Creativity, flexibility, and a healthy dose of lighthearted fun are among the top ingredients to a healthy and effective dementia care strategy. It stands to reason then that a spontaneous activity like improvisation is a perfect method to connect and engage with someone struggling with cognitive challenges. Not only does it allow you to pivot and embrace unforeseen plot twists, but it helps you to find out more about the person in your care.
So, How Does Improv in Alzheimer’s Care Work?
The goal of improv in Alzheimer’s care is to meet the person within their reality and to give them opportunities to express themselves in whatever way that is natural and comfortable. It’s about creating an environment where the person is respected, heard, and never corrected. It requires more listening than talking, and accepting any thoughts or feelings the person wants to share.
Listed here are a couple of improv activity suggestions to try. After getting an idea of how it works, the sky is the limit! Utilize your own creativity and knowledge of the person you are caring for to develop ideas that will perform best for your needs.
- “Yes, and…”: This is a simple but incredibly important strategy to incorporate throughout all of your interactions with someone with Alzheimer’s. It is the opposite of the all-too common, “No, but…” where we might be inclined to correct something we know to be untrue. Instead, if the older adult with Alzheimer’s says, “I have to bake cookies today for my daughter to take to school!” an appropriate response would be, “Yes, and tell me more about what’s going on at school today.” Your goal is to agree with the person and encourage them to keep the conversation going.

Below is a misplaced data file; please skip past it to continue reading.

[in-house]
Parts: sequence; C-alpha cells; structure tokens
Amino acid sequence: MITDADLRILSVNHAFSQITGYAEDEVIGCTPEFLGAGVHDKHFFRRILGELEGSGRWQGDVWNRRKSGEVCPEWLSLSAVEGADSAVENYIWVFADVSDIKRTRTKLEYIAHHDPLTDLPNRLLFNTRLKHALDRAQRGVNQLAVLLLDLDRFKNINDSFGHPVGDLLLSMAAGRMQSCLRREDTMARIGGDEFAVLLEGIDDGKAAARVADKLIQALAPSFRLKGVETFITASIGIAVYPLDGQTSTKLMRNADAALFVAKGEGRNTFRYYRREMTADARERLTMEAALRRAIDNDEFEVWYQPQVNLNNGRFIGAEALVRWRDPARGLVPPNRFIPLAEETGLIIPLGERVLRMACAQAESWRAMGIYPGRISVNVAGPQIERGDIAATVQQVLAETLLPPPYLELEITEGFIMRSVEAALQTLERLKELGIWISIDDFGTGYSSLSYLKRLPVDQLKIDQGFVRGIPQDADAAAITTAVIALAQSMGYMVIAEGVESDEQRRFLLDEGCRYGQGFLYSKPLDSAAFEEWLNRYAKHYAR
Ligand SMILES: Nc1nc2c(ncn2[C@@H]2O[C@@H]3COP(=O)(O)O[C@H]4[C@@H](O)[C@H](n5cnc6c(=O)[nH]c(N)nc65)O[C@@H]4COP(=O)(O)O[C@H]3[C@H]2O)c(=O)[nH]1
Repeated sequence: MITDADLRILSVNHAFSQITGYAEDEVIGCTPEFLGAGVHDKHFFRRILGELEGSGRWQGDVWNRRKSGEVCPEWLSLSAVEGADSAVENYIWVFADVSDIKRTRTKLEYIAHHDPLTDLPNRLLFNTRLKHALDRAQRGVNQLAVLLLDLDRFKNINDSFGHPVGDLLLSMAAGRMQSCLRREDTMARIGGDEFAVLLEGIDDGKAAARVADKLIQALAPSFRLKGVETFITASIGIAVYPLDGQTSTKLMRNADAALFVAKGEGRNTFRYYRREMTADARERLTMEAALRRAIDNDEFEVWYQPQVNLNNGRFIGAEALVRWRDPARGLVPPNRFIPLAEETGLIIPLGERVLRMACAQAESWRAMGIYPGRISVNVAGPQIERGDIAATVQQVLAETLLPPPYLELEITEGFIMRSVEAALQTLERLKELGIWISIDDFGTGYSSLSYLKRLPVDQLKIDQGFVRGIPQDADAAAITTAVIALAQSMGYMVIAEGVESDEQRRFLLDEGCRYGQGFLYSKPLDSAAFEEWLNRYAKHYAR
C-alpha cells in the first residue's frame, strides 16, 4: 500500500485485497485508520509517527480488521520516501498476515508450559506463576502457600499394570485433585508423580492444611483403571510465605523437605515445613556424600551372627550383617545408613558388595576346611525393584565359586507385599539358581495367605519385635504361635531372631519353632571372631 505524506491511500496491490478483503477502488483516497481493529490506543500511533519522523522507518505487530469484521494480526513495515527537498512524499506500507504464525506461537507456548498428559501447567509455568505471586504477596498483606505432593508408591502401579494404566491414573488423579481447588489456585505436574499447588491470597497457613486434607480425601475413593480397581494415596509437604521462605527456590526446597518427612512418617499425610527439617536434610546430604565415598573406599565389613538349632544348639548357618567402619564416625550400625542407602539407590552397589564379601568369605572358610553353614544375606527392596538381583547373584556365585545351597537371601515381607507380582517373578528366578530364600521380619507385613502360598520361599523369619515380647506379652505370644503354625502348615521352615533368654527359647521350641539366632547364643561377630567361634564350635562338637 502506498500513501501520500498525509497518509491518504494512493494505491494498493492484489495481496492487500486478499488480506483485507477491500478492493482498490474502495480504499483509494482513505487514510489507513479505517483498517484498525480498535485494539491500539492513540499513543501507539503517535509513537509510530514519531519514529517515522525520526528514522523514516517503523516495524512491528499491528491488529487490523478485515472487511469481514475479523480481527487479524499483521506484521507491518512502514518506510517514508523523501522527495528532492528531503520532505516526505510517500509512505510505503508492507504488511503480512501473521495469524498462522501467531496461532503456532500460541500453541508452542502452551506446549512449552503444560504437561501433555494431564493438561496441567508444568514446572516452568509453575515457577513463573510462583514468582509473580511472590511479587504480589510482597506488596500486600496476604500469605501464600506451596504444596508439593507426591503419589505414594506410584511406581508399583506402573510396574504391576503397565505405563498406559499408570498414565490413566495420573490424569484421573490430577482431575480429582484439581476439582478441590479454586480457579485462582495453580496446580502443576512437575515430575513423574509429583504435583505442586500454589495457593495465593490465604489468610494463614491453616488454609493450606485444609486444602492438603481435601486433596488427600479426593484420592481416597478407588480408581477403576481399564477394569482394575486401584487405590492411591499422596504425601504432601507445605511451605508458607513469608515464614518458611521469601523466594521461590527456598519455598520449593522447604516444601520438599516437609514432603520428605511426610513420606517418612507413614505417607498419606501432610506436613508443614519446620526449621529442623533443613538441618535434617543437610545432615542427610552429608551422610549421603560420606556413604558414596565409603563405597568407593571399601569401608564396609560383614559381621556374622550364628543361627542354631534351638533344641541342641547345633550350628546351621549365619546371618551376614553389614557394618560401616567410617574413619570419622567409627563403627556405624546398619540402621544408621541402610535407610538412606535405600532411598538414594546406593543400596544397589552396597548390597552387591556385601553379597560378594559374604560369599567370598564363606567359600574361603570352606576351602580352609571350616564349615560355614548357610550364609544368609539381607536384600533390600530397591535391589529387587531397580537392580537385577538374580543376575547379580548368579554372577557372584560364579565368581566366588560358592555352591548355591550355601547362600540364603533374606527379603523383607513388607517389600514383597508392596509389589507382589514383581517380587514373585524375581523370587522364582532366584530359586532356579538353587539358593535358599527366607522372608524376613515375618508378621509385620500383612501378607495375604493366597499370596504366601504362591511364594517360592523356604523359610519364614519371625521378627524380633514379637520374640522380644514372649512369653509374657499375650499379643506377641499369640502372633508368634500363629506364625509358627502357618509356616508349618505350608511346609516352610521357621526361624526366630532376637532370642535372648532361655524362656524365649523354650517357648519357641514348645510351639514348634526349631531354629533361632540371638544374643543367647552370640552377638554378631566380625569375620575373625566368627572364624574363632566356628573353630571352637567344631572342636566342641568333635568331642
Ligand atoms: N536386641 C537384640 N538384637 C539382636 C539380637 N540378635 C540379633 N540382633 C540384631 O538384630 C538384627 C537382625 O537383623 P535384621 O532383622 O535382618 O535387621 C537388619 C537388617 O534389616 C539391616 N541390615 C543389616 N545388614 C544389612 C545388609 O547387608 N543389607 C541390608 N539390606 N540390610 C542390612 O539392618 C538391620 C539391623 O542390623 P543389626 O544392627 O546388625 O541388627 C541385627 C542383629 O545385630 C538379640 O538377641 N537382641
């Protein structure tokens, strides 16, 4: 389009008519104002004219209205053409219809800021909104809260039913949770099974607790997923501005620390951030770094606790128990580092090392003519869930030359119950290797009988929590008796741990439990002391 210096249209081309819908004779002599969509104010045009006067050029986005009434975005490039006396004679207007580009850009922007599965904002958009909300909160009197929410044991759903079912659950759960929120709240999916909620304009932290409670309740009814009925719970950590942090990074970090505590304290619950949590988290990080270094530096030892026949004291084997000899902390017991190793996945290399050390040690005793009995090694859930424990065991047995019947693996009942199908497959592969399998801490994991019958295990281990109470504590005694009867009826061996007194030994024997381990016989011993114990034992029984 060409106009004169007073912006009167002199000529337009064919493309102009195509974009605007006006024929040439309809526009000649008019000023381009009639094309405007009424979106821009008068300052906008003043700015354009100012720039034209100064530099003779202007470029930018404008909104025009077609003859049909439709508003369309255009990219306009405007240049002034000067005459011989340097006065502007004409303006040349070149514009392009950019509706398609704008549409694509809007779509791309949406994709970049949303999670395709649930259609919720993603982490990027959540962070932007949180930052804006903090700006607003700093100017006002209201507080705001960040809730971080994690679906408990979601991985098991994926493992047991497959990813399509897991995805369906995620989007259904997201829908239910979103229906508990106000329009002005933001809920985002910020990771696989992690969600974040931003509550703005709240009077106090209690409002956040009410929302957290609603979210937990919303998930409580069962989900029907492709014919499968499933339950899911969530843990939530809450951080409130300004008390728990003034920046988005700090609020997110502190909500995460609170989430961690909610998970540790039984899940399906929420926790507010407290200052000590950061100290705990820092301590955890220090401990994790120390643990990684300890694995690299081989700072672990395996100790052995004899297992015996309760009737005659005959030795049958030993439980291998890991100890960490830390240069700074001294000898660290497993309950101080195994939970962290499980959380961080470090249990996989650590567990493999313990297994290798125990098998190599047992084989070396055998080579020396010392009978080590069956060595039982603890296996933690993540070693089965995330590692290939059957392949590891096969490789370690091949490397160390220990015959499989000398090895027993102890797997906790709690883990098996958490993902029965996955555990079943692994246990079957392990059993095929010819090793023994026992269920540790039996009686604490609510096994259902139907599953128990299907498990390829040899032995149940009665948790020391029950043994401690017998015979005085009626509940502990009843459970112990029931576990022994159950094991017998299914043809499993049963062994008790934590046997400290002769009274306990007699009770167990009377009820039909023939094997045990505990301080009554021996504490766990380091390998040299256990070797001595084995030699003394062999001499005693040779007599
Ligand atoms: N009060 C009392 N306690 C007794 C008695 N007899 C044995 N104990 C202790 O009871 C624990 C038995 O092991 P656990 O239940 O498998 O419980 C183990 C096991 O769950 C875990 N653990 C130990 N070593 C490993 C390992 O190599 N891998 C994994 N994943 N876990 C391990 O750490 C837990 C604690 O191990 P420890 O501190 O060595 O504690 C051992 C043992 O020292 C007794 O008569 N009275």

- Picnic: In this activity, you’re going to imagine you’re packing a picnic basket with items that begin with each letter of the alphabet. Adjust it accordingly based on the person’s ability level. And of course, any item they mention, whether it begins with the correct letter or not, is acceptable.
- What’s in the box?: Pretend you’re holding a box (or use a real, empty box). Simulate opening the box and looking inside. Hand the box to the older adult and ask what they would choose to put in the box. You can use the “Yes, and…” prompt to encourage them to tell you more. Or, ask them to hand you back the box, and you make up what you think should go inside. Take turns passing back and forth as long as the individual is interested and engaged.
Golden Harmony’s Alzheimer’s care team has an abundance of innovative suggestions to make each day the best it can be for those we serve. Email or call us at 919-426-7522 to request a free in-home consultation for more information about our award-winning in-home care services. Golden Harmony is proud to serve our neighbors in Raleigh, Cary, Wake Forest and the surrounding communities.